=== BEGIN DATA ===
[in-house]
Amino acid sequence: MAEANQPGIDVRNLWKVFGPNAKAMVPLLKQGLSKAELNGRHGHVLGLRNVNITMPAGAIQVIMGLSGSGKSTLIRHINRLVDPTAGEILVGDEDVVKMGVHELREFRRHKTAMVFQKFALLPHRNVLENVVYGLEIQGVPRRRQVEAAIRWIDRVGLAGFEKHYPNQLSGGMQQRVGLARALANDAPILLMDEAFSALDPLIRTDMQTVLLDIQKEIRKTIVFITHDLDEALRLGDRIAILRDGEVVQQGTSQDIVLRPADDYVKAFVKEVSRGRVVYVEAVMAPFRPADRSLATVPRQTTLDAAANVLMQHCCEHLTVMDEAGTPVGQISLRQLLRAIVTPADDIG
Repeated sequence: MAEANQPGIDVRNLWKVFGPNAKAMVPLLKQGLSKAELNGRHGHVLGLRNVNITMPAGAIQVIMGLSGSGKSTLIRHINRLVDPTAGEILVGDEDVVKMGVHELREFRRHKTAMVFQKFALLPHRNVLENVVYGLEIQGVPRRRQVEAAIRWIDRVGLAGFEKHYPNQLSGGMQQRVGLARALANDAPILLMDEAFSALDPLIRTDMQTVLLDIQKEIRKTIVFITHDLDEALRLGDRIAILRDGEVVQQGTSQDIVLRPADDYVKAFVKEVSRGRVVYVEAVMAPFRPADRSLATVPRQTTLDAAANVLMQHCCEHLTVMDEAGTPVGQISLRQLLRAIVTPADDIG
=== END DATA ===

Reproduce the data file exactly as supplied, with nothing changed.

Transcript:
[in-house]
Amino acid sequence: MAEANQPGIDVRNLWKVFGPNAKAMVPLLKQGLSKAELNGRHGHVLGLRNVNITMPAGAIQVIMGLSGSGKSTLIRHINRLVDPTAGEILVGDEDVVKMGVHELREFRRHKTAMVFQKFALLPHRNVLENVVYGLEIQGVPRRRQVEAAIRWIDRVGLAGFEKHYPNQLSGGMQQRVGLARALANDAPILLMDEAFSALDPLIRTDMQTVLLDIQKEIRKTIVFITHDLDEALRLGDRIAILRDGEVVQQGTSQDIVLRPADDYVKAFVKEVSRGRVVYVEAVMAPFRPADRSLATVPRQTTLDAAANVLMQHCCEHLTVMDEAGTPVGQISLRQLLRAIVTPADDIG
Repeated sequence: MAEANQPGIDVRNLWKVFGPNAKAMVPLLKQGLSKAELNGRHGHVLGLRNVNITMPAGAIQVIMGLSGSGKSTLIRHINRLVDPTAGEILVGDEDVVKMGVHELREFRRHKTAMVFQKFALLPHRNVLENVVYGLEIQGVPRRRQVEAAIRWIDRVGLAGFEKHYPNQLSGGMQQRVGLARALANDAPILLMDEAFSALDPLIRTDMQTVLLDIQKEIRKTIVFITHDLDEALRLGDRIAILRDGEVVQQGTSQDIVLRPADDYVKAFVKEVSRGRVVYVEAVMAPFRPADRSLATVPRQTTLDAAANVLMQHCCEHLTVMDEAGTPVGQISLRQLLRAIVTPADDIG